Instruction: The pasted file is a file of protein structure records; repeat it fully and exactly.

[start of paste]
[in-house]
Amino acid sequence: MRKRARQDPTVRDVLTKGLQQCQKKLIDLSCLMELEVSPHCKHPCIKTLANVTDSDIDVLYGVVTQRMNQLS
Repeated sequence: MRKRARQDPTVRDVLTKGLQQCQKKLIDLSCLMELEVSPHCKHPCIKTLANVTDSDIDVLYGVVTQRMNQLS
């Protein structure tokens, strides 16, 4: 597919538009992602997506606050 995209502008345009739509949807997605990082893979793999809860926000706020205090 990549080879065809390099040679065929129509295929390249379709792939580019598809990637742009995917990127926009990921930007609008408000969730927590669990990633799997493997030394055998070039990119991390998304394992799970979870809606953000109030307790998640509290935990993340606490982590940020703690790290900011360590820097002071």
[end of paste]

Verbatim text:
[in-house]
Amino acid sequence: MRKRARQDPTVRDVLTKGLQQCQKKLIDLSCLMELEVSPHCKHPCIKTLANVTDSDIDVLYGVVTQRMNQLS
Repeated sequence: MRKRARQDPTVRDVLTKGLQQCQKKLIDLSCLMELEVSPHCKHPCIKTLANVTDSDIDVLYGVVTQRMNQLS
């Protein structure tokens, strides 16, 4: 597919538009992602997506606050 995209502008345009739509949807997605990082893979793999809860926000706020205090 990549080879065809390099040679065929129509295929390249379709792939580019598809990637742009995917990127926009990921930007609008408000969730927590669990990633799997493997030394055998070039990119991390998304394992799970979870809606953000109030307790998640509290935990993340606490982590940020703690790290900011360590820097002071």